Note: Later in the world cup of 2006, Argentina did, in fact go on to play against Germany. Germany beat them in a penalty shoot out, 4-2 but it was one of the most memorable games of the cup. I did not , in fact, root for Argentina. But they did play a good game.
In Palermo, during the game, no soul was on the street, and what few were there seemed to know nothing of the location of the planetarium. What few people offered us directions ended up sending us in every which direction at 8 blocks a pop, for which our feet cursed us in their own creative ways. Ironically, the thing was closed when we finally found it. And the reason? An extreme case of sixtonothing.
In some countries this sort of thing is normal.
We took a bus down to Recoleta to see the cemetery in which Evita is buried and saw there sights that can only be described as eerily Catholic. Christianity, and Catholiscism in particular, has a penchant for the macabre that really gets to be almost too much to handle at times. Mostly it’s just a nuisance for non-believers, like when you want to eat meat on a Friday, masturbate without being condemned to hell or have an abortion under a government that is “for the people”. But it’s a lot to handle, man, when you’re walking through a cemetery and to see the resting place of a figure as historical and momentous as Eva Perron and have to put up with such imagery. It’s overwhelming to be crowded by statues of saints, carvings of demons and angels, pits with entire families rotting inside and multiple sayings in latin.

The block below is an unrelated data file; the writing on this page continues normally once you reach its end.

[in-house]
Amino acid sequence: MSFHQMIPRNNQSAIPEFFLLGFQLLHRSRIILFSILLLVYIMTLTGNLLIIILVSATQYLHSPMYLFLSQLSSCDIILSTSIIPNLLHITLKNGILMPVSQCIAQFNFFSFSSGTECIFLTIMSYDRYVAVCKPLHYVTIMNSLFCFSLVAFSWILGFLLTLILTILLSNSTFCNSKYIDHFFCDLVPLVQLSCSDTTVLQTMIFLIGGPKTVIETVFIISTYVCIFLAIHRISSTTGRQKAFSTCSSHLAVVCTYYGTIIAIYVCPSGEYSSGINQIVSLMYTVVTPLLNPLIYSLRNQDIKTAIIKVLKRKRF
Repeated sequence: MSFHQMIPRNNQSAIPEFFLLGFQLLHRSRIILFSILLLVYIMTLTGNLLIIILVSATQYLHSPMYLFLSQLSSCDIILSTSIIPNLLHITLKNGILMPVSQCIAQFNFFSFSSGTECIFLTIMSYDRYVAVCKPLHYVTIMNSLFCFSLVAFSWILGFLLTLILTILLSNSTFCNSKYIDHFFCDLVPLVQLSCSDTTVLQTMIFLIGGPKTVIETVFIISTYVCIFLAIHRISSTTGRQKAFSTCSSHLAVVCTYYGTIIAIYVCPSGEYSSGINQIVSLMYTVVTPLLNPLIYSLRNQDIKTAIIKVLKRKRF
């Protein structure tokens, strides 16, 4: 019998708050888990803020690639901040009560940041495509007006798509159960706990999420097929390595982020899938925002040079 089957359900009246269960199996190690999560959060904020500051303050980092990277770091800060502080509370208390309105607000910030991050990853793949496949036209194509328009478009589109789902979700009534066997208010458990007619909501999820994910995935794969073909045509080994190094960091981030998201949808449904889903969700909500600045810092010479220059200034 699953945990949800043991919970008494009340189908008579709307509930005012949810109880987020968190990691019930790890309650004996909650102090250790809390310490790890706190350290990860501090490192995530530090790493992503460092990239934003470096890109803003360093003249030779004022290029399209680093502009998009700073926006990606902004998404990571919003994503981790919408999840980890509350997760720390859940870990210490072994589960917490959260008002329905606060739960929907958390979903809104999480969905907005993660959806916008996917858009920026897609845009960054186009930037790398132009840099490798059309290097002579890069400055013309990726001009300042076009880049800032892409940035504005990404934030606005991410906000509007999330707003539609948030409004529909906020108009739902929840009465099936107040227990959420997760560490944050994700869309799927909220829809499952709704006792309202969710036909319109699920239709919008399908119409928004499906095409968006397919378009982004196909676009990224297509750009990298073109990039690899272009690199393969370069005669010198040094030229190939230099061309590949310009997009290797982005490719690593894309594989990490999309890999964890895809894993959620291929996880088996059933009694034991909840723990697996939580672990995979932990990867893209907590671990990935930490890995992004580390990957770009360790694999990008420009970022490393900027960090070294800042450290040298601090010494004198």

Also, it makes it very anti-climactic to see whatever’s next on the itinerary. In our case it was the Rosedal, a rose garden with a picturesque bridge. Meh.
A metro back to downtown allowed us to regather our bags at the hostel and head for a bar or a cafe for a night of drinking while we waited for the right hour to head back to The Beast. We saw no reason to drink at the Ezeiza airport where Gol would certainly insist on demonstrating their ineptitude at flying on time again.
Whatever. I watched the Mexico vs. Angola game while I waited for things to stir. The world cup is a good time to be anywhere outside the USA, because you always have something to do. It could’ve been The Alutian Islands vs. Bora-Bora and I’d still have watched it.
Eventually though, all clocks run down. All games end. What the hell does that mean, Pete?
Who knows? I’m so tired.
Buenos Aires, Argentina – June, 2006